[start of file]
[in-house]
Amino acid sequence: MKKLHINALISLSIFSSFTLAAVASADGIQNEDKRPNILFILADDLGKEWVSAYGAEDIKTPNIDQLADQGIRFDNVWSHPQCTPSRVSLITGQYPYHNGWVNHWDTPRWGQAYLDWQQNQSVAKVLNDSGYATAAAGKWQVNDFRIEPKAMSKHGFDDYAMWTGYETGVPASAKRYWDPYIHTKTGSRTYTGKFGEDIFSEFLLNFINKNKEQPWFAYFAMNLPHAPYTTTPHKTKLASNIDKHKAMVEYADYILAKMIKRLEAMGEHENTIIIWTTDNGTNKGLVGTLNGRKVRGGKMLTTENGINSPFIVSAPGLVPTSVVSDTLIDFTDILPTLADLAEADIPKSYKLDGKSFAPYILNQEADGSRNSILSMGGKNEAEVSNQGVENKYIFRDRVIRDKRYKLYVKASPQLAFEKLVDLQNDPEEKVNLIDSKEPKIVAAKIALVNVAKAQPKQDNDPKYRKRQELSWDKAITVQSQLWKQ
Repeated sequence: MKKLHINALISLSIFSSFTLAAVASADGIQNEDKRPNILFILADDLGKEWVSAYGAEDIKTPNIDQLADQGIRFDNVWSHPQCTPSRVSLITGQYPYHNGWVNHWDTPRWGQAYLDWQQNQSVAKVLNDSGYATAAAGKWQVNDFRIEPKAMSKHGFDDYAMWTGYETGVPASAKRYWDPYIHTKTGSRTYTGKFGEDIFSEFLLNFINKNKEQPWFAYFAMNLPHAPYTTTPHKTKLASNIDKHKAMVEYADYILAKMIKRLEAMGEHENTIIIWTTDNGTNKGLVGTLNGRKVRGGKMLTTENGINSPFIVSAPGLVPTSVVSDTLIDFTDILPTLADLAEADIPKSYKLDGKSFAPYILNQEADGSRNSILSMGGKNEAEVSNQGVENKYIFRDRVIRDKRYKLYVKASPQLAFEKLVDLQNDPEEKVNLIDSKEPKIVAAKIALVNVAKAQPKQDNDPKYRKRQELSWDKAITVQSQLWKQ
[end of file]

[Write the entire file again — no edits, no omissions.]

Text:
[in-house]
Amino acid sequence: MKKLHINALISLSIFSSFTLAAVASADGIQNEDKRPNILFILADDLGKEWVSAYGAEDIKTPNIDQLADQGIRFDNVWSHPQCTPSRVSLITGQYPYHNGWVNHWDTPRWGQAYLDWQQNQSVAKVLNDSGYATAAAGKWQVNDFRIEPKAMSKHGFDDYAMWTGYETGVPASAKRYWDPYIHTKTGSRTYTGKFGEDIFSEFLLNFINKNKEQPWFAYFAMNLPHAPYTTTPHKTKLASNIDKHKAMVEYADYILAKMIKRLEAMGEHENTIIIWTTDNGTNKGLVGTLNGRKVRGGKMLTTENGINSPFIVSAPGLVPTSVVSDTLIDFTDILPTLADLAEADIPKSYKLDGKSFAPYILNQEADGSRNSILSMGGKNEAEVSNQGVENKYIFRDRVIRDKRYKLYVKASPQLAFEKLVDLQNDPEEKVNLIDSKEPKIVAAKIALVNVAKAQPKQDNDPKYRKRQELSWDKAITVQSQLWKQ
Repeated sequence: MKKLHINALISLSIFSSFTLAAVASADGIQNEDKRPNILFILADDLGKEWVSAYGAEDIKTPNIDQLADQGIRFDNVWSHPQCTPSRVSLITGQYPYHNGWVNHWDTPRWGQAYLDWQQNQSVAKVLNDSGYATAAAGKWQVNDFRIEPKAMSKHGFDDYAMWTGYETGVPASAKRYWDPYIHTKTGSRTYTGKFGEDIFSEFLLNFINKNKEQPWFAYFAMNLPHAPYTTTPHKTKLASNIDKHKAMVEYADYILAKMIKRLEAMGEHENTIIIWTTDNGTNKGLVGTLNGRKVRGGKMLTTENGINSPFIVSAPGLVPTSVVSDTLIDFTDILPTLADLAEADIPKSYKLDGKSFAPYILNQEADGSRNSILSMGGKNEAEVSNQGVENKYIFRDRVIRDKRYKLYVKASPQLAFEKLVDLQNDPEEKVNLIDSKEPKIVAAKIALVNVAKAQPKQDNDPKYRKRQELSWDKAITVQSQLWKQ